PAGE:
CBS Corp. will spin off its AM/FM radio business, CBS Radio, which filed for an initial public offering of $100 million on Friday.

Plans for CBS to divest itself of CBS Radio to focus on its TV business were first outlined in March, when the parent company was gearing up for either a spinoff or a sale of the division.

The SEC filing does not detail the number of shares to be sold or the share price, but CBS believes it will be "a very well-capitalized company" after it spins off the radio division and completes the offering. The fundraising target, however, is likely to change.

Before going public, CBS Radio intends to take on debt and give the proceeds to CBS. It will also hand over part of the proceeds of the IPO to the parent company, while the remainder from the stock sale will be used to cover for the new entity's needs.

The preliminary filing reveals CBS will offer its stocks left over from the radio unit and buy back its own common shares, the way it did in 2014, when it also spun off its outdoor advertising business.

CBS Radio Faces Ad Revenue Decline

For years, the media corporation was convinced terrestrial radio was integral to its business. The plan to establish CBS Radio as an independent entity now comes at a time when traditional media outlets face intense competition from digital rivals.

CBS Radio reaches an audience of 70 million across 26 markets in the U.S. The unit operates 117 stations, some of which began airing in 1927, just as the Columbia Broadcasting System was taking root. For a time, the radio division was seen as a dependable profit stream for CBS. But times have changed.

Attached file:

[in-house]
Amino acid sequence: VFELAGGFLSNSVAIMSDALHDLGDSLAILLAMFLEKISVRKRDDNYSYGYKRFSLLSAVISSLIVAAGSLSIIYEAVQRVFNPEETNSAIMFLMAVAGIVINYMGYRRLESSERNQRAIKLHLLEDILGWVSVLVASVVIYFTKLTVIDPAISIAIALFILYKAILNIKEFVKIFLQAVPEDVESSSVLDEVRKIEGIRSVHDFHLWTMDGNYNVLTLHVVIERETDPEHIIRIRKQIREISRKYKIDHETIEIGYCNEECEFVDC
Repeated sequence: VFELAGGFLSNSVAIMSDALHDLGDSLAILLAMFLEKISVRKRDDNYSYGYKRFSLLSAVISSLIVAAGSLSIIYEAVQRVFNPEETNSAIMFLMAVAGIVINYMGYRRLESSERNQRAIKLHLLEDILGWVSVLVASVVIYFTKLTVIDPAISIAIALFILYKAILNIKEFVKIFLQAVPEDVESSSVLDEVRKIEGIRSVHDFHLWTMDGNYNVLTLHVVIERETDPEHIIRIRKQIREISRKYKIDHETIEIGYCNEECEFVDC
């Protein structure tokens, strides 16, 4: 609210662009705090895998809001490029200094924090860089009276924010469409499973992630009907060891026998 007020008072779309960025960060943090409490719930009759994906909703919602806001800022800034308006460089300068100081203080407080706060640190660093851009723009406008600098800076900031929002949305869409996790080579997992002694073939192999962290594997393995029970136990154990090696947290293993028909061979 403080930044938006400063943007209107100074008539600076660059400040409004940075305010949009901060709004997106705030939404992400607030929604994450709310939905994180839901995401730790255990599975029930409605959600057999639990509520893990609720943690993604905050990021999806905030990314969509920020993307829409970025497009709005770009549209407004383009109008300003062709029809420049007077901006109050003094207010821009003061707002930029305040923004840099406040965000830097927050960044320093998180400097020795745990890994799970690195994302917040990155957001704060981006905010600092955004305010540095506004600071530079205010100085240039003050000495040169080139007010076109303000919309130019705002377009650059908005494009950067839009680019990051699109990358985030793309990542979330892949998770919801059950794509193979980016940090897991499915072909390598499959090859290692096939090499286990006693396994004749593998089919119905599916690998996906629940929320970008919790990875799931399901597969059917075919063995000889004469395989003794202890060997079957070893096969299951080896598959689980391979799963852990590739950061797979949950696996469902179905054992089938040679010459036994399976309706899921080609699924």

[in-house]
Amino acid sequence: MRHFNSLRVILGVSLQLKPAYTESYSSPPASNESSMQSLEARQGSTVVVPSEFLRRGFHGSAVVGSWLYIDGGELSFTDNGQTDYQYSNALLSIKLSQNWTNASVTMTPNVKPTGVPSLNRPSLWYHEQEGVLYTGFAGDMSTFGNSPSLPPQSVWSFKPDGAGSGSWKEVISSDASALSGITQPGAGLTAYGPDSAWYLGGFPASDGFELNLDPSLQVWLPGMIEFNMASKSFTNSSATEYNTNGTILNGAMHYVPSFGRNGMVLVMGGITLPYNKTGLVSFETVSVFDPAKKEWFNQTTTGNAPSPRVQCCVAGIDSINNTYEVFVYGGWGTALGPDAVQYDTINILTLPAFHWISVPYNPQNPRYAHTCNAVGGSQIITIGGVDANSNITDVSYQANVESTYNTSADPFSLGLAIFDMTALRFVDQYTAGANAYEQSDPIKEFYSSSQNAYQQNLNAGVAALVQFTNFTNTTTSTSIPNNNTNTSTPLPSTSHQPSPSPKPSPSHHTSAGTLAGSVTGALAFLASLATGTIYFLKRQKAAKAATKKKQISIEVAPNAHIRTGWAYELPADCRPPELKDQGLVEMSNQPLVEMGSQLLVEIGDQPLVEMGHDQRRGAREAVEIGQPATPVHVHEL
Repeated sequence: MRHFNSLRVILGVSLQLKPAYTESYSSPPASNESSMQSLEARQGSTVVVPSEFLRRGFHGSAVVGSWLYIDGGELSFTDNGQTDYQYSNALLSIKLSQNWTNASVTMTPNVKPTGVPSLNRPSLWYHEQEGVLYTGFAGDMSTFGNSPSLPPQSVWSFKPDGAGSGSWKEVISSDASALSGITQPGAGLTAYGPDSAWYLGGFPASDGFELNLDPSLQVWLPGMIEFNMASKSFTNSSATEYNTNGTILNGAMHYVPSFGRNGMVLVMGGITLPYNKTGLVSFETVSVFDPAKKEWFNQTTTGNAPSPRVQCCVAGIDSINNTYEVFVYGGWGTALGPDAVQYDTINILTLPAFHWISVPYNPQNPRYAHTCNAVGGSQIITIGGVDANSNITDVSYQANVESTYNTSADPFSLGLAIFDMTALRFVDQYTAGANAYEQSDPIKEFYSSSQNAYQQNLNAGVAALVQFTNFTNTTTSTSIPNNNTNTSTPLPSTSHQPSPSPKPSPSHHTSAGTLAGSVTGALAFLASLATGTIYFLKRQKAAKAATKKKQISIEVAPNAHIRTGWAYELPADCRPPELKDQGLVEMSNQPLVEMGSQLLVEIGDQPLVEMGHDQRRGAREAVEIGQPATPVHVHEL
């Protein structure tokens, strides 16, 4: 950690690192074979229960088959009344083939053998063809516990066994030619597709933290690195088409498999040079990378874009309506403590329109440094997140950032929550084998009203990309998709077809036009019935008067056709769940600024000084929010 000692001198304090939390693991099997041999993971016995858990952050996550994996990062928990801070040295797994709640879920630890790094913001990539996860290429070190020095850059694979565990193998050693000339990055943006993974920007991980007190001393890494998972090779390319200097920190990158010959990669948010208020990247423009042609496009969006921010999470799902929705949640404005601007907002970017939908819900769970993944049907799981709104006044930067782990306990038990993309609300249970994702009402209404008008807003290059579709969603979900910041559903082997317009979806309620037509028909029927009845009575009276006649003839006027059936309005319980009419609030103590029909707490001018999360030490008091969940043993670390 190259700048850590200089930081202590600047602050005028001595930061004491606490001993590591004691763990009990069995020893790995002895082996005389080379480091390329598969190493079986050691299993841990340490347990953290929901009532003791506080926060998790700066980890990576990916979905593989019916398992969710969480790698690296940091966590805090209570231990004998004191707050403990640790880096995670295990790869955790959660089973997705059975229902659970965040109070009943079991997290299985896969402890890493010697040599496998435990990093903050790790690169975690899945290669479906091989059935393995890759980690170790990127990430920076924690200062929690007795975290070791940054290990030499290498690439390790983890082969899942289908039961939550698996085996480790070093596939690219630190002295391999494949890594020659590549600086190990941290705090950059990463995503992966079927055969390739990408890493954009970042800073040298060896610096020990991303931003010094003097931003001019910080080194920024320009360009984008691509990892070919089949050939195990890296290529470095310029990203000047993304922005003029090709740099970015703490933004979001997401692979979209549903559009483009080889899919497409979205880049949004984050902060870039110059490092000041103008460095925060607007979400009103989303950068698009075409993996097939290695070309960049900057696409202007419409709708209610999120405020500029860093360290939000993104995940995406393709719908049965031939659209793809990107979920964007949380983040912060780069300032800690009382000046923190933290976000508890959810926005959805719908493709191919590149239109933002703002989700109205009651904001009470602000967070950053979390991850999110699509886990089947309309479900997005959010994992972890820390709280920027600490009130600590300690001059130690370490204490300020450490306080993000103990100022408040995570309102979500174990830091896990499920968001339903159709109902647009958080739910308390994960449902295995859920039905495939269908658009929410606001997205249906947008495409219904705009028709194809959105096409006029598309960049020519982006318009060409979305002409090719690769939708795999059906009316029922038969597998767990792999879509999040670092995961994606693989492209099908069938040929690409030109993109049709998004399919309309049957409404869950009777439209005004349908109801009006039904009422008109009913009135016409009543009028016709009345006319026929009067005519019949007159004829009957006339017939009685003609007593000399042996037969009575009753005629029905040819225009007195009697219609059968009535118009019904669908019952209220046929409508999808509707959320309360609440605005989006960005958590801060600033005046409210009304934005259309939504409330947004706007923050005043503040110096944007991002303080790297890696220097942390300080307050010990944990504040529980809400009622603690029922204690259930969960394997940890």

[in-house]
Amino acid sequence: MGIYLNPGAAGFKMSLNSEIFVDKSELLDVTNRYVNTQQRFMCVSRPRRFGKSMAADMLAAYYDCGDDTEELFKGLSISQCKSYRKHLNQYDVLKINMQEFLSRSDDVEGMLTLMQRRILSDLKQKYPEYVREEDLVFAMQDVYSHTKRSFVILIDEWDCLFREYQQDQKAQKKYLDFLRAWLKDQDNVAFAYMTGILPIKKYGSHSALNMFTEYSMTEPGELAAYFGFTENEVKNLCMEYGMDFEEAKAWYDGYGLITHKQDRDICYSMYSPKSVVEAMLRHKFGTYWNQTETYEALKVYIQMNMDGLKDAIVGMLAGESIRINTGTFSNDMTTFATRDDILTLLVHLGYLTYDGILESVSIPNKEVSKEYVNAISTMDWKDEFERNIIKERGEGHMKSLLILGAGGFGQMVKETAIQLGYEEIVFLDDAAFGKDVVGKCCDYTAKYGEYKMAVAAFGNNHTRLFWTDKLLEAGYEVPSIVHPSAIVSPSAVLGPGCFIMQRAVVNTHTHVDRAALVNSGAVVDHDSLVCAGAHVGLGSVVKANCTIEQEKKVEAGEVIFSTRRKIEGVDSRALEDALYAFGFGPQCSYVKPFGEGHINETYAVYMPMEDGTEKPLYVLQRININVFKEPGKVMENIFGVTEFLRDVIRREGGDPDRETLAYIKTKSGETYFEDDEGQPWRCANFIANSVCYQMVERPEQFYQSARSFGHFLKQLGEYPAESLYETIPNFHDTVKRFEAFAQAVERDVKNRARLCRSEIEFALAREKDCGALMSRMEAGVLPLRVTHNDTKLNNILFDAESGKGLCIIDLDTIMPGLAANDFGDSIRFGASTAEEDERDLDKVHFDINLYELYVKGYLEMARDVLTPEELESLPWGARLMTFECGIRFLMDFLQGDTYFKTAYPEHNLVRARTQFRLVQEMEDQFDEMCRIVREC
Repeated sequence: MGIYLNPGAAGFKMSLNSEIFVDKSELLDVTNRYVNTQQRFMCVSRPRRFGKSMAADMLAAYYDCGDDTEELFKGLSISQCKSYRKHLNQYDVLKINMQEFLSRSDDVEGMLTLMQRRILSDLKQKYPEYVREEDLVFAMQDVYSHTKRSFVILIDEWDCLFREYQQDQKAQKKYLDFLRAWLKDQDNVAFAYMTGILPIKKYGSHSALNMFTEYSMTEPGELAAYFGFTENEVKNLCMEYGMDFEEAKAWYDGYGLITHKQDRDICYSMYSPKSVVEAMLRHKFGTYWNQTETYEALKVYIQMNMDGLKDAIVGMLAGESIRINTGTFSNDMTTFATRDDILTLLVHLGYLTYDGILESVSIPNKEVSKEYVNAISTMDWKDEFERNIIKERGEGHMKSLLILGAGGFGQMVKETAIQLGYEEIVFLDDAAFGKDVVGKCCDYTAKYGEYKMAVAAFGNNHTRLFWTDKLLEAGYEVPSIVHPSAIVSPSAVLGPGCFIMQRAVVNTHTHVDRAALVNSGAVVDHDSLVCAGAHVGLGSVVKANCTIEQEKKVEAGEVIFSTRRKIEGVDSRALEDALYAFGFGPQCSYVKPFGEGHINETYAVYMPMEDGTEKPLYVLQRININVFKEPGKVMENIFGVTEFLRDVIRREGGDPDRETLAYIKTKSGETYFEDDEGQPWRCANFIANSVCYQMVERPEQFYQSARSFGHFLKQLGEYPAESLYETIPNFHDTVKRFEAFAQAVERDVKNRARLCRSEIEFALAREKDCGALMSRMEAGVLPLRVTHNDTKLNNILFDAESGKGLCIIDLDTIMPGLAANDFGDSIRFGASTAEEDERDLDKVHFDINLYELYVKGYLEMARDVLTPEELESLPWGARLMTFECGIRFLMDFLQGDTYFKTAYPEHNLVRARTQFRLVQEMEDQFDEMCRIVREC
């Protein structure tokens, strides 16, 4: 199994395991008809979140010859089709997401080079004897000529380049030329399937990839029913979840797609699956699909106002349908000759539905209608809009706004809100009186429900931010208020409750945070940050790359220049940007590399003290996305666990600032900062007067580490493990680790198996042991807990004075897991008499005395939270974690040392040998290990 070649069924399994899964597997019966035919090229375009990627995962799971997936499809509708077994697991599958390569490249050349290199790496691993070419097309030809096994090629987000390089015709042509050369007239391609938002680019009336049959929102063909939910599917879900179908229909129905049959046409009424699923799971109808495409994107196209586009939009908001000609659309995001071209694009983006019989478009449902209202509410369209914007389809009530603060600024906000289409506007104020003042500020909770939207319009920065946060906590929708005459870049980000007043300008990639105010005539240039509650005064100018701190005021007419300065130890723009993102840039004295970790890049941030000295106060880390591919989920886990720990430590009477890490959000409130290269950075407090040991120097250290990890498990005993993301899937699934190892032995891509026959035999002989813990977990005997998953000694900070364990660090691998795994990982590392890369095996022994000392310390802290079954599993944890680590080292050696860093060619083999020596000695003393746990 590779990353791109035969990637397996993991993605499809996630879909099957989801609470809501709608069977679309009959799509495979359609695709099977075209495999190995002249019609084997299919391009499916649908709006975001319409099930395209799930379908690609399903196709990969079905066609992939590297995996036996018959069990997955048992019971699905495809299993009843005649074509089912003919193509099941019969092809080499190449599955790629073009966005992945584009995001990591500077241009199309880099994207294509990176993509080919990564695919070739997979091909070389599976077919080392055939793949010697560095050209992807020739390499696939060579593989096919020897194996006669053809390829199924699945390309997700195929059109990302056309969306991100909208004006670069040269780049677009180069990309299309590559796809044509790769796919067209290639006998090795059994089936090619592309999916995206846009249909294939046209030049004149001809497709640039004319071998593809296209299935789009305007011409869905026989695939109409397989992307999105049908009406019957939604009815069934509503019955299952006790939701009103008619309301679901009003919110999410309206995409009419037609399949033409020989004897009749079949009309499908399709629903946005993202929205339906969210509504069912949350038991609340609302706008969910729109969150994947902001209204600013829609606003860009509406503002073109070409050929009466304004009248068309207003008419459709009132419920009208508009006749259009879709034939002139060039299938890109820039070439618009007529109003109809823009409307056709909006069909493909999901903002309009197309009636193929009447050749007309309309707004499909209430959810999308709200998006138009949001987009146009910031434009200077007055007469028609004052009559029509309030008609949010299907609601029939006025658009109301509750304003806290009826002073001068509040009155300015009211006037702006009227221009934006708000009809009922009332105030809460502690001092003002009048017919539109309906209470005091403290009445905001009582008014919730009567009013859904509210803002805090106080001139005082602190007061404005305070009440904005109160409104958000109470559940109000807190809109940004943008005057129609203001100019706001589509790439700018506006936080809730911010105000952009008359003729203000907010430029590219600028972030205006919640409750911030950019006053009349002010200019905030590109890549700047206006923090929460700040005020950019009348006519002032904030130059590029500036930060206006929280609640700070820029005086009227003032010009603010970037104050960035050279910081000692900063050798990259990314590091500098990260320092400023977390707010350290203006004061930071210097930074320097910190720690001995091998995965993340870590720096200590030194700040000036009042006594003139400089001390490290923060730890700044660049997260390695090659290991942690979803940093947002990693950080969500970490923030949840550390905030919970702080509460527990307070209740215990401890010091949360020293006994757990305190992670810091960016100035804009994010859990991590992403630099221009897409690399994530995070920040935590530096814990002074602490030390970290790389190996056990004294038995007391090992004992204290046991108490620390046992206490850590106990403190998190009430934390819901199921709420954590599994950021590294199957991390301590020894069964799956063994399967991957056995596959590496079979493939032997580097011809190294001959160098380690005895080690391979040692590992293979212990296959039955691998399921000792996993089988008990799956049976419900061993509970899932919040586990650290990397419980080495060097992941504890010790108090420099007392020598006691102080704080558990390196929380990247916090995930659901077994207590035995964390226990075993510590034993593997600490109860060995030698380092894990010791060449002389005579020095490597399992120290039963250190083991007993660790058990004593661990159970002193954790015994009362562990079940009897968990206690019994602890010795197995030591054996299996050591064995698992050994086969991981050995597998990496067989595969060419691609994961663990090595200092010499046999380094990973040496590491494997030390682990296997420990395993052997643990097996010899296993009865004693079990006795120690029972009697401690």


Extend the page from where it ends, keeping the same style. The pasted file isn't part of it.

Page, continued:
Alongside the $484 million writedown on the value of its licenses in the fourth quarter of 2015, CBS Radio has also seen revenue from advertising decline. Last year, it registered $17.4 billion in radio ad sales. That number was closer to $20 billion prior to the financial crisis.

Fierce Rivalry From Digital Media

The ubiquity of radio as a medium is overshadowed by the rise of digital media. Listeners who once enjoyed traditional AM/FM talk shows, which go on air at specific times, now have internet radio, like Pandora, and podcasts that they can stream anytime and from anywhere in the world.

And those accustomed to listening to music on commercial radio can now enjoy a more extensive library of songs, without being interrupted by advertisements, for a minimal subscription fee on platforms like Spotify and Apple Music.

CBS' move to rake in proceeds as it jettisons CBS Radio will allow the parent company to "take advantage of our strong assets, scale and competitive strengths to grow our business."

Photo: Kristin Dos Santos | Flickr

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